Know when and how to calm yourself

If we commented or flew off the handle every time someone pushed our buttons, our lives would get messy. Messy, complicated and stressful.

Imagine how many disputes would break out at work if everyone was loudly voicing their opinion every time someone upset them. I know what some of you are thinking, there might already be some people in your office who do just that!

We need to be able to calm ourselves.

People calm themselves in different ways, so you need to know what works best for you. Perhaps it’s taking a few deep breaths, going for a walk (if that option is available), listening to music, exercising, yoga, meditation, reading a good book or spending some time alone.

A lot of us and I admit to doing this myself, use drinking to relax. Sometimes after a long, hard day a glass of good quality red wine and sitting out in my courtyard with my cat enjoying the cool evening breeze can be just the ticket.

The key, I feel is moderation. If you are drinking everyday to relax yourself, warning bells should be going off. Something most likely is not right in your life. Binge drinking is another sign of a problem.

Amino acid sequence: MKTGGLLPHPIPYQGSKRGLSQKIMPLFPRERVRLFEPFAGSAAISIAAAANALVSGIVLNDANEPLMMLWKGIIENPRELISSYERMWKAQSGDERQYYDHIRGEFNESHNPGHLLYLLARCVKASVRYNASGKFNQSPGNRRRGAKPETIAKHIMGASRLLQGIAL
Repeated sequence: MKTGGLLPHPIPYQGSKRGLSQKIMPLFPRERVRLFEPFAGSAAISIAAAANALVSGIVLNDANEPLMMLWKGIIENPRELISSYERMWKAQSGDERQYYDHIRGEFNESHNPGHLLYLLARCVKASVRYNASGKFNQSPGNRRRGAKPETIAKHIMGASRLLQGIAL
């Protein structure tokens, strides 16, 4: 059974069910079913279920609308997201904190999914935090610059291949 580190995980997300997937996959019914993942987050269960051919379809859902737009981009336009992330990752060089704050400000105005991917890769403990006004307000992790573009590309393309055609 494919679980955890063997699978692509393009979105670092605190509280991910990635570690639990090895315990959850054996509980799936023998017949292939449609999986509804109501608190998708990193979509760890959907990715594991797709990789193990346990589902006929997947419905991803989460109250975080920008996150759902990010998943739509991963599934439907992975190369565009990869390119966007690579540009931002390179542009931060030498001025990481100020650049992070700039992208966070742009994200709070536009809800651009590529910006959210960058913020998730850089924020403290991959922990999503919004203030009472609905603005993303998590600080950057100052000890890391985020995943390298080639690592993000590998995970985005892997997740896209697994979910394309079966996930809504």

This applies to the usual suspects that we tend to reach for when we have a problem. Overeating, gambling, drugs or shopping. Focus on the real problems that are causing you to act out in the first place.

Deal with the problem instead of trying to numb yourself.

No one wants to walk around life feeling like they are in a pressure cooker. Not many people want to be friends with someone who has a notoriously short fuse either.

Know when to stand up for yourself

There are times when you should stand up for yourself or your cause. Sometimes we simply have to speak out for what we believe in. Think assertive, not passive/aggressive.

Be clear and concise about the point you want to convey. Be firm but fair.

In your personal relationships, don’t say mean and hurtful things simply to make a point. Being spiteful will only come back to bite you in the end.

The trick is knowing when to stand up for yourself and when to shut up. There can be a fine line between the two.

Usually we stand up for a value or cause we are passionate about. Squabbling over every tiny detail isn’t recommended.

We’ve all heard the expression – pick your battles.

Related post – 5 Communication Mistakes That Can Mess with Your Life

Let go of the past

I have talked about this before on this blog. Coming to terms with our past can be quite challenging.